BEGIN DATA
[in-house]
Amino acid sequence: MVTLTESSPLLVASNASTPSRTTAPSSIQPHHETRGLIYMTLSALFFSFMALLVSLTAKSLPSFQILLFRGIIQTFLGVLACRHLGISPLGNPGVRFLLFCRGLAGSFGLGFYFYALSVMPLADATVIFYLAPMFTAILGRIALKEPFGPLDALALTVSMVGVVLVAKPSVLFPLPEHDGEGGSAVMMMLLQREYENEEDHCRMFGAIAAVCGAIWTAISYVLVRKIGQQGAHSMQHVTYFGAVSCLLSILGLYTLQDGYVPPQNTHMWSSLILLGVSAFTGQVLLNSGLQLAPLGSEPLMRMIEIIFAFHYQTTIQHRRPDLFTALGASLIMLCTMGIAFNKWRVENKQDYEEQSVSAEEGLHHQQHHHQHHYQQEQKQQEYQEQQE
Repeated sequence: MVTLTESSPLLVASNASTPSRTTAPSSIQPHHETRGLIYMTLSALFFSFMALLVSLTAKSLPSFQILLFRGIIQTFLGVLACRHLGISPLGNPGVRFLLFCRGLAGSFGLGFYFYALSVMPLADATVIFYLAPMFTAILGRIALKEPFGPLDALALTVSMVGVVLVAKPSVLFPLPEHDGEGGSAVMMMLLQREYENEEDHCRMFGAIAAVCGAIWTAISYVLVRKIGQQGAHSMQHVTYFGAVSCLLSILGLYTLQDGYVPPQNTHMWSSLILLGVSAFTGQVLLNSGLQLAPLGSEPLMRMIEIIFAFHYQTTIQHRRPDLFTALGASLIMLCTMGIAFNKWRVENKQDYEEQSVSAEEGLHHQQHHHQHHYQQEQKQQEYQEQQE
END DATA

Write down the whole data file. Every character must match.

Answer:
[in-house]
Amino acid sequence: MVTLTESSPLLVASNASTPSRTTAPSSIQPHHETRGLIYMTLSALFFSFMALLVSLTAKSLPSFQILLFRGIIQTFLGVLACRHLGISPLGNPGVRFLLFCRGLAGSFGLGFYFYALSVMPLADATVIFYLAPMFTAILGRIALKEPFGPLDALALTVSMVGVVLVAKPSVLFPLPEHDGEGGSAVMMMLLQREYENEEDHCRMFGAIAAVCGAIWTAISYVLVRKIGQQGAHSMQHVTYFGAVSCLLSILGLYTLQDGYVPPQNTHMWSSLILLGVSAFTGQVLLNSGLQLAPLGSEPLMRMIEIIFAFHYQTTIQHRRPDLFTALGASLIMLCTMGIAFNKWRVENKQDYEEQSVSAEEGLHHQQHHHQHHYQQEQKQQEYQEQQE
Repeated sequence: MVTLTESSPLLVASNASTPSRTTAPSSIQPHHETRGLIYMTLSALFFSFMALLVSLTAKSLPSFQILLFRGIIQTFLGVLACRHLGISPLGNPGVRFLLFCRGLAGSFGLGFYFYALSVMPLADATVIFYLAPMFTAILGRIALKEPFGPLDALALTVSMVGVVLVAKPSVLFPLPEHDGEGGSAVMMMLLQREYENEEDHCRMFGAIAAVCGAIWTAISYVLVRKIGQQGAHSMQHVTYFGAVSCLLSILGLYTLQDGYVPPQNTHMWSSLILLGVSAFTGQVLLNSGLQLAPLGSEPLMRMIEIIFAFHYQTTIQHRRPDLFTALGASLIMLCTMGIAFNKWRVENKQDYEEQSVSAEEGLHHQQHHHQHHYQQEQKQQEYQEQQE